[Headline: The Heli Extravaganza]
I’m not shy about stating how wonderful it is to fly at the Triple Tree Aerodrome. I have loved the place from the moment I first stepped foot on that hallowed ground in Woodruff, South Carolina. It’s not just the fact that the Triple Tree Aerodrome is a world-class flying resort, it’s the atmosphere of the place that seems to get inside of everybody—an atmosphere of fellowship, having a great time with old friends and new, and maybe with a little RC flying thrown in for good measure.
It is hard to imagine an event being held there that is not an instant hit, and that’s the case with the Heli Extravaganza. It’s hard to believe that this is already the fun-fly’s third year, but there we were—160 registered pilots strong—about to begin one of the best long weekends I’ve had all year.
Steve Rogers of Castle Creations (see his interview about ESC governors in my September 2014 column), has done an excellent job of pulling this fun-fly together each year since its inception. Darrell Sprayberry has done an equally good job of being the event’s CD.
The vendors put in a great showing, too, and plenty of spare parts and accessories were available throughout the September 19-24 event. Experience RC brought its big rig mobile hobby shop from Michigan. It was loaded with goodies including the then-newly released Dromida Ominus quadcopter, of which there were plenty flying around throughout the weekend!
Camping is definitely the way to spend the weekend at Triple Tree, whether it is in a tent or an RV. For the primitive campers, there are great facilities including bathrooms, hot showers, and electrical outlets in the bath house. There also was food available during the event.
This year marked the start of the FPV obstacle course, headed by Tim King Jr. He did an excellent job of setting up the course, and graciously allowed me to fly it using one of his quadcopters. He got it back after I laid it down once, still mostly intact (sorry, Tim!).
For the obstacle course, pilots could use either a monitor or FPV goggles to fly their multirotors through the course. The route was marked by yellow caution tape on the ground, and wound in and out of trees, up over the “slingshot” (a tall tree that split vertically), and then modelers had a choice of either flying around the pond, island hopping across it, or flying beneath the two bridges. I chose the last option, and boy was that fun! The course seemed to be a hit, and I’m sure it will be more popular next year!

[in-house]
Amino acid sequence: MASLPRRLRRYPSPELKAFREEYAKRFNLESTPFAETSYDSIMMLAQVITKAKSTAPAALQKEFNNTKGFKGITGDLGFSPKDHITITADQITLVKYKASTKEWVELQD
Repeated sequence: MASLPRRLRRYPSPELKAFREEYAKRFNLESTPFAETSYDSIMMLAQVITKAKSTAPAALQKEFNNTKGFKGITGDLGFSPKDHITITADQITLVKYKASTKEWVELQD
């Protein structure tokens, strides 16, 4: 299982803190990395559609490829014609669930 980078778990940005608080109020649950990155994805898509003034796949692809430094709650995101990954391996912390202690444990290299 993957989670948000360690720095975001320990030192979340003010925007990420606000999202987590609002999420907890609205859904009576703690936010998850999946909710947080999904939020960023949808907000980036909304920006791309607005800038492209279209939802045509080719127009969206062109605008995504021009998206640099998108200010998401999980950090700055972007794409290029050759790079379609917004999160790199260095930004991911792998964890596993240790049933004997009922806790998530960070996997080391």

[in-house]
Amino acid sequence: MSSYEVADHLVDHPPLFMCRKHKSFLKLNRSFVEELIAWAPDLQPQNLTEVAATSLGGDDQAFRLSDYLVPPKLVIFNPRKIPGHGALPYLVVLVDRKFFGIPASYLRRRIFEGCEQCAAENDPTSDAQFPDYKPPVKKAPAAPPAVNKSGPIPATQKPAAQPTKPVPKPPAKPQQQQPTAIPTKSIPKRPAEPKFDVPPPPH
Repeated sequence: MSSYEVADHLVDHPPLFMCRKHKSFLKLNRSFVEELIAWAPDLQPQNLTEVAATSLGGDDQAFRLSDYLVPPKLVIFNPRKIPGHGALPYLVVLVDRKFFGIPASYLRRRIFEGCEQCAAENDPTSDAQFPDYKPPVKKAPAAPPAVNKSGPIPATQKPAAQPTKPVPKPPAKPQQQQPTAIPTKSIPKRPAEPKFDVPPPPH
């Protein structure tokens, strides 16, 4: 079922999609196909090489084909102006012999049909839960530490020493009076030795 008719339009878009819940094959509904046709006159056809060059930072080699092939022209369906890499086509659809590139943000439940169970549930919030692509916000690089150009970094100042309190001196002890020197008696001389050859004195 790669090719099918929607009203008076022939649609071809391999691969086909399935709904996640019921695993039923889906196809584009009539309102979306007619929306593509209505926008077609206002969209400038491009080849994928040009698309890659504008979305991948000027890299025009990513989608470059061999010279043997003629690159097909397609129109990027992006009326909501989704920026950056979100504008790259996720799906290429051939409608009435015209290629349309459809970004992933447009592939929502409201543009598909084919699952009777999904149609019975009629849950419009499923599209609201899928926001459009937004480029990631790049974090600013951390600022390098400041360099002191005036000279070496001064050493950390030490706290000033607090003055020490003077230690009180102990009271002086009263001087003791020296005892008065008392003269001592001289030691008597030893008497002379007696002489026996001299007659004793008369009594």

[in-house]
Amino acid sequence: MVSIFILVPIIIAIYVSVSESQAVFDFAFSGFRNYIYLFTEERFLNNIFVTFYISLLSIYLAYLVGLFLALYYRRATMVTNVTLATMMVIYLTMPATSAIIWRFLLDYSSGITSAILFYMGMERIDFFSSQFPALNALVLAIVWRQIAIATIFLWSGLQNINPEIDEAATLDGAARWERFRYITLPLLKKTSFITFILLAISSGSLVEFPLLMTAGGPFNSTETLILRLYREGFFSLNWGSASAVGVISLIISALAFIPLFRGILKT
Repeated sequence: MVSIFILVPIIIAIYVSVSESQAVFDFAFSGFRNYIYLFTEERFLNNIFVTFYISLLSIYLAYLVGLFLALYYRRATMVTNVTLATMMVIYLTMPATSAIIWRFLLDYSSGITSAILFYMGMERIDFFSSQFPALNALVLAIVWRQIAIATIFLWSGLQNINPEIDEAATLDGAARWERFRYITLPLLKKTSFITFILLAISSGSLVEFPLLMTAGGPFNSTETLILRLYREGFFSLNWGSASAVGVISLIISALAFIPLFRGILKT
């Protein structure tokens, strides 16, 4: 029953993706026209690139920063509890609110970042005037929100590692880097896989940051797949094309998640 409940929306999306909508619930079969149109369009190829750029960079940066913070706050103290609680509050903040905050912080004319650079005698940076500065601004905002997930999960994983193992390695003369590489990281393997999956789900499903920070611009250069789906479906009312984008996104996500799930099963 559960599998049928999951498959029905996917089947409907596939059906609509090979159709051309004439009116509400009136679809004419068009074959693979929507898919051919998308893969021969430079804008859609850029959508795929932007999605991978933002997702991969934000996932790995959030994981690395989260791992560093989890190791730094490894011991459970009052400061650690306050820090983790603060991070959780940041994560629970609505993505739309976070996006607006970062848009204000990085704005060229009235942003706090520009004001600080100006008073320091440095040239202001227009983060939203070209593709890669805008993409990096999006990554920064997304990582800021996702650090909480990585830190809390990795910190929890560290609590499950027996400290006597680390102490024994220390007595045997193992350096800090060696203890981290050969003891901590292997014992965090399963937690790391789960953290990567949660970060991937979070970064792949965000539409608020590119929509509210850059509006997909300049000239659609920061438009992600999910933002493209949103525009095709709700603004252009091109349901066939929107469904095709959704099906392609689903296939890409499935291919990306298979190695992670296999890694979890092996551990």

Everyone is there to fly helicopters, but that didn’t stop some modelers from breaking out the RC cars, boats, and even floatplanes (guilty!) to help them relax after some hardcore 3-D heli flying. The pond at the side of the runway proved popular for multiple types of RC, and everyone had a great time using it. (All except one pilot who had to fish his helicopter out of the pond. There’s been at least one every year, so far!)
The atmosphere was relaxed. There were no scheduled noon demos, but there were some top pilots at the event—including Kyle Stacy, Bert Kammerer, Jamie Robertson, Ben Storick, and Matt Botos. It was great to see average pilots hanging out and flying with some of the best pilots in the industry, and seeing those same pilots helping everyone out. It was a cool vibe.
Pilots brought their families with them, and there was even a special ladies’ luncheon for the RC widows ... err ... I mean pilots’ wives, organized by Kelley Rogers and held at the main hangar.
Several vintage aircraft are stored in the main hangar, and it is a great opportunity to get up close and personal with a T-6 Texan, Stearman, Piper J-3 Cub, or even a beautifully restored Spartan Executive. If you love to fly helicopters, the Triple Tree Aerodrome and the Heli Extravaganza are where you should be!
Ask the Pros
You have an opportunity to ask your favorite pilot something about his (or her) flying. Send your requests to me via the email address at the top of this column. Let me know which pilot you would like to ask and what the question is.
Some examples might be, “How do I learn to autorotate?” or “How can I learn to reverse piros?” It’s not restricted to 3-D pilots. Have a Scale question? Ask away. Whatever the question and whomever you wish to ask, I will choose one each month and feature it in this column.[dingbat]
International Radio Controlled Helicopter Association (IRCHA)
Triple Tree Aerodrome